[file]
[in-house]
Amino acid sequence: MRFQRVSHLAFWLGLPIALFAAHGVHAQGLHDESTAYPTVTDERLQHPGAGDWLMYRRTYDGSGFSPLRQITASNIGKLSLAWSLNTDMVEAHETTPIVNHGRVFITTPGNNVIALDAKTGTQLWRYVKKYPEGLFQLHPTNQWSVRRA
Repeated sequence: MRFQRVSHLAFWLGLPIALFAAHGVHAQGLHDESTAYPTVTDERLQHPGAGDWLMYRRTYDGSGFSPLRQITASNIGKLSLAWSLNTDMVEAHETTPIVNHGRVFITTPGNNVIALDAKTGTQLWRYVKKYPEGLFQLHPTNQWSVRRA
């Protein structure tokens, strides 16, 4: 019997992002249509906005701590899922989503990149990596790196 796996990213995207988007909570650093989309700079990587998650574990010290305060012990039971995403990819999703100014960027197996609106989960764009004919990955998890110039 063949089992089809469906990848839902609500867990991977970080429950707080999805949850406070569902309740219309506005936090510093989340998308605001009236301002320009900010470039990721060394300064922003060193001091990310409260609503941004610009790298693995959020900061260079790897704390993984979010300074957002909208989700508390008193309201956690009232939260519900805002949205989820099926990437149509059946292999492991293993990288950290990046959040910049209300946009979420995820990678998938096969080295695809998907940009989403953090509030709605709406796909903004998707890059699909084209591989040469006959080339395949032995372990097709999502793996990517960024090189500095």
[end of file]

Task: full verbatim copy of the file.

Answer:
[in-house]
Amino acid sequence: MRFQRVSHLAFWLGLPIALFAAHGVHAQGLHDESTAYPTVTDERLQHPGAGDWLMYRRTYDGSGFSPLRQITASNIGKLSLAWSLNTDMVEAHETTPIVNHGRVFITTPGNNVIALDAKTGTQLWRYVKKYPEGLFQLHPTNQWSVRRA
Repeated sequence: MRFQRVSHLAFWLGLPIALFAAHGVHAQGLHDESTAYPTVTDERLQHPGAGDWLMYRRTYDGSGFSPLRQITASNIGKLSLAWSLNTDMVEAHETTPIVNHGRVFITTPGNNVIALDAKTGTQLWRYVKKYPEGLFQLHPTNQWSVRRA
């Protein structure tokens, strides 16, 4: 019997992002249509906005701590899922989503990149990596790196 796996990213995207988007909570650093989309700079990587998650574990010290305060012990039971995403990819999703100014960027197996609106989960764009004919990955998890110039 063949089992089809469906990848839902609500867990991977970080429950707080999805949850406070569902309740219309506005936090510093989340998308605001009236301002320009900010470039990721060394300064922003060193001091990310409260609503941004610009790298693995959020900061260079790897704390993984979010300074957002909208989700508390008193309201956690009232939260519900805002949205989820099926990437149509059946292999492991293993990288950290990046959040910049209300946009979420995820990678998938096969080295695809998907940009989403953090509030709605709406796909903004998707890059699909084209591989040469006959080339395949032995372990097709999502793996990517960024090189500095």